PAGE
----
What is puzzling is quite why some journalists find the blogs to be such a threat.  If they are so irrelevant, inane or downright mad, what’s the problem?  Clearly no one will pay them any attention and readers will instead genuflect to the great correspondents who nobly dispense wisdom on a daily basis.  So why even mention them, why make a pointed comment about the difference between a journalist and a blogger as if one is somehow inherently superior?  Because they get paid for it?  Some people get paid for having sex, we don’t tend to consider it a plus point.

We do get the occasional journalist talking to us directly on here or on Twitter.  It’s quite striking the difference in approach.  The ones utterly unconcerned about blogs tend to be friendly, inquisitive and (he’ll hate me for saying this) full of praise for my partner in crime’s writing.  The ones who are tend to make public comments at odds with what they say directly.  There’s a word for that kind of behaviour, although “insecure” fits, it’s not the one I was thinking of.

The first paragraph of this post detailed some of the joys of going to cricket when you’ve actually paid for a ticket.  How many journalists are in any way aware of any of it?  How many have paid to get in to a Test match and sat in the normal seats?  There’s a TMS commentator who played the game at the highest level and thought tickets were about £20; there is a total disconnect between those who report on the game and those who pay to watch.  It’s a delightful little club, where they really are Inside Cricket, and the rest of us are Outside.  Obvious it may be, and it’s all too often regarded as a trite point by those on the receiving end, but without people going to matches, they truly wouldn’t have a job.  In my line of business I’m acutely aware that without customers I don’t have a job, not least because it’s happened.   And yet there is very little evidence whatever that the media appreciate that most fundamental of points.  The various ECB disasters over the last couple of years were dissected repeatedly from the perspective of those on the inside of the special club.  The wider question of why people should pay a fortune to be treated like dirt at the ground while at the same time being dismissed as irrelevancies never occurred to many of them, because they don’t even realise that’s how it is.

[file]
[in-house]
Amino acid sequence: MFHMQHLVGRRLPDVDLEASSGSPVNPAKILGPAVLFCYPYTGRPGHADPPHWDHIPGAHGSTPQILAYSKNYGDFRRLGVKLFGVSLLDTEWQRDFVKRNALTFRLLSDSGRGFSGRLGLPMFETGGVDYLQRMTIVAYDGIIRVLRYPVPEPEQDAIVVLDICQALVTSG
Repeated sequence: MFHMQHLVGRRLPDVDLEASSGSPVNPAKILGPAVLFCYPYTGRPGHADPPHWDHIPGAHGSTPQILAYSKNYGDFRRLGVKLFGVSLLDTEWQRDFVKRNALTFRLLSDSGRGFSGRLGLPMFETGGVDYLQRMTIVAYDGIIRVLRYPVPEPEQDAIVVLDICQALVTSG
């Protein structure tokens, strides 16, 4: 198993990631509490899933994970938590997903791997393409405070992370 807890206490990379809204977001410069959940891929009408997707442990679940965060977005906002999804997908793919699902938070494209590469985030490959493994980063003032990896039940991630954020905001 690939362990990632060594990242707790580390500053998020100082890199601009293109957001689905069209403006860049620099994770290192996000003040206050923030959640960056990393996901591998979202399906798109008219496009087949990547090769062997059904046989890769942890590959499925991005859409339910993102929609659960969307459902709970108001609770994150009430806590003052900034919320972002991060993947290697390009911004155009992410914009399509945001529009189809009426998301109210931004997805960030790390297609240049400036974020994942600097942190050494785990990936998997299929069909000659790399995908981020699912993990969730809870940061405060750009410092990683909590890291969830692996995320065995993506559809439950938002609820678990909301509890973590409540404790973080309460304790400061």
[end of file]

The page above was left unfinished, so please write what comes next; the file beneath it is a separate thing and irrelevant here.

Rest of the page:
It isn’t all of them of course, no one would claim that.  And yet those this isn’t directed at would know that perfectly well from reading it.  They know who they are, and they do good work.

Here’s the rub, great journalism does what a place like this could never do, and wouldn’t even try to do.  It can be majestic, and it can change the world (FIFA, IAAF).  You want to know the difference between a journalist and a blogger?  It’s that you can.  You want to know why there isn’t one?  It’s because you don’t.

Oh yes, the Test match.   Looks pretty even to me.  Here’s a match report:

http://www.espncricinfo.com/south-africa-v-england-2015-16/content/story/961977.html

Discussion on day two below!

 

 

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Godfather

You may have come here in error – Twitter playing havoc. For the Death of A Gentleman review click here – https://collythorpe.wordpress.com/2015/08/10/death-of-a-gentleman-2/

Or read below…..

We should really have known.

There’s a statement made about NFL players scoring a Touchdown. “When you get into the end zone, act like you’ve been there before”. I think a lot of England fans, and that’s what they are, even if they disagree with me, need to keep that in mind. Sure, celebrate your victories and enjoy them, but don’t get carried away. Act like we’ve been there before. Act like this isn’t a vindication.